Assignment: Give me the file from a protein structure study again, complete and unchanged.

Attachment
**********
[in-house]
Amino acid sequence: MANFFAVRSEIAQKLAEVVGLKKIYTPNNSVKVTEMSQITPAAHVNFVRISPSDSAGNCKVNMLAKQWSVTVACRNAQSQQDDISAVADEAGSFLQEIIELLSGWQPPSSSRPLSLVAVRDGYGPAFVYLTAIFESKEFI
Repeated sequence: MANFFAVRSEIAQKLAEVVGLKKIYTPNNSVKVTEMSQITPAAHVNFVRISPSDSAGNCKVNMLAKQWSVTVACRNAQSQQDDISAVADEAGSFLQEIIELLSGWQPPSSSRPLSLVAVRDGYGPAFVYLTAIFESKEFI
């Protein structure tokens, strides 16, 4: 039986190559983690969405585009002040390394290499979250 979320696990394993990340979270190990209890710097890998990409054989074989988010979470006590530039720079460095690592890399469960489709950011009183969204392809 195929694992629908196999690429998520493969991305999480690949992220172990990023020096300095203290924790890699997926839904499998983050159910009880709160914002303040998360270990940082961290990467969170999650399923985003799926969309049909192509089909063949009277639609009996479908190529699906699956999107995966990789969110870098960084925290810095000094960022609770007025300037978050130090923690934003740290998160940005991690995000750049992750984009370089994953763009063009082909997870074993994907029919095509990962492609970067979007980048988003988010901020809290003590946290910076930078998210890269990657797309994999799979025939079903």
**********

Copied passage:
[in-house]
Amino acid sequence: MANFFAVRSEIAQKLAEVVGLKKIYTPNNSVKVTEMSQITPAAHVNFVRISPSDSAGNCKVNMLAKQWSVTVACRNAQSQQDDISAVADEAGSFLQEIIELLSGWQPPSSSRPLSLVAVRDGYGPAFVYLTAIFESKEFI
Repeated sequence: MANFFAVRSEIAQKLAEVVGLKKIYTPNNSVKVTEMSQITPAAHVNFVRISPSDSAGNCKVNMLAKQWSVTVACRNAQSQQDDISAVADEAGSFLQEIIELLSGWQPPSSSRPLSLVAVRDGYGPAFVYLTAIFESKEFI
């Protein structure tokens, strides 16, 4: 039986190559983690969405585009002040390394290499979250 979320696990394993990340979270190990209890710097890998990409054989074989988010979470006590530039720079460095690592890399469960489709950011009183969204392809 195929694992629908196999690429998520493969991305999480690949992220172990990023020096300095203290924790890699997926839904499998983050159910009880709160914002303040998360270990940082961290990467969170999650399923985003799926969309049909192509089909063949009277639609009996479908190529699906699956999107995966990789969110870098960084925290810095000094960022609770007025300037978050130090923690934003740290998160940005991690995000750049992750984009370089994953763009063009082909997870074993994907029919095509990962492609970067979007980048988003988010901020809290003590946290910076930078998210890269990657797309994999799979025939079903």